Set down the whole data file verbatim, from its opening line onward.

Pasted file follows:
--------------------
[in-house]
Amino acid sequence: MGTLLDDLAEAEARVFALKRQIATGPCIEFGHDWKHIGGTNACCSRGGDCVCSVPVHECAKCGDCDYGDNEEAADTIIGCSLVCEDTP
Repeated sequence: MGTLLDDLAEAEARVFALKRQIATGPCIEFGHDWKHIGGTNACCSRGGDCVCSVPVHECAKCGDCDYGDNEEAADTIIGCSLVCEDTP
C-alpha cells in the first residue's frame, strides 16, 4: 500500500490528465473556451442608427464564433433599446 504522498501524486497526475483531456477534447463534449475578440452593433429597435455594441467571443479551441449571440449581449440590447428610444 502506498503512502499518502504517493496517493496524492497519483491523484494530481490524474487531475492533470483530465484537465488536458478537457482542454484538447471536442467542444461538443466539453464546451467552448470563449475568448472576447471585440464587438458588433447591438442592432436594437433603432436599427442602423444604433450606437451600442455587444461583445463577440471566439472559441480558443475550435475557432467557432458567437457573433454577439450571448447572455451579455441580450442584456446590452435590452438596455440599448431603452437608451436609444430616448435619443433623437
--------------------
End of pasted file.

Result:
[in-house]
Amino acid sequence: MGTLLDDLAEAEARVFALKRQIATGPCIEFGHDWKHIGGTNACCSRGGDCVCSVPVHECAKCGDCDYGDNEEAADTIIGCSLVCEDTP
Repeated sequence: MGTLLDDLAEAEARVFALKRQIATGPCIEFGHDWKHIGGTNACCSRGGDCVCSVPVHECAKCGDCDYGDNEEAADTIIGCSLVCEDTP
C-alpha cells in the first residue's frame, strides 16, 4: 500500500490528465473556451442608427464564433433599446 504522498501524486497526475483531456477534447463534449475578440452593433429597435455594441467571443479551441449571440449581449440590447428610444 502506498503512502499518502504517493496517493496524492497519483491523484494530481490524474487531475492533470483530465484537465488536458478537457482542454484538447471536442467542444461538443466539453464546451467552448470563449475568448472576447471585440464587438458588433447591438442592432436594437433603432436599427442602423444604433450606437451600442455587444461583445463577440471566439472559441480558443475550435475557432467557432458567437457573433454577439450571448447572455451579455441580450442584456446590452435590452438596455440599448431603452437608451436609444430616448435619443433623437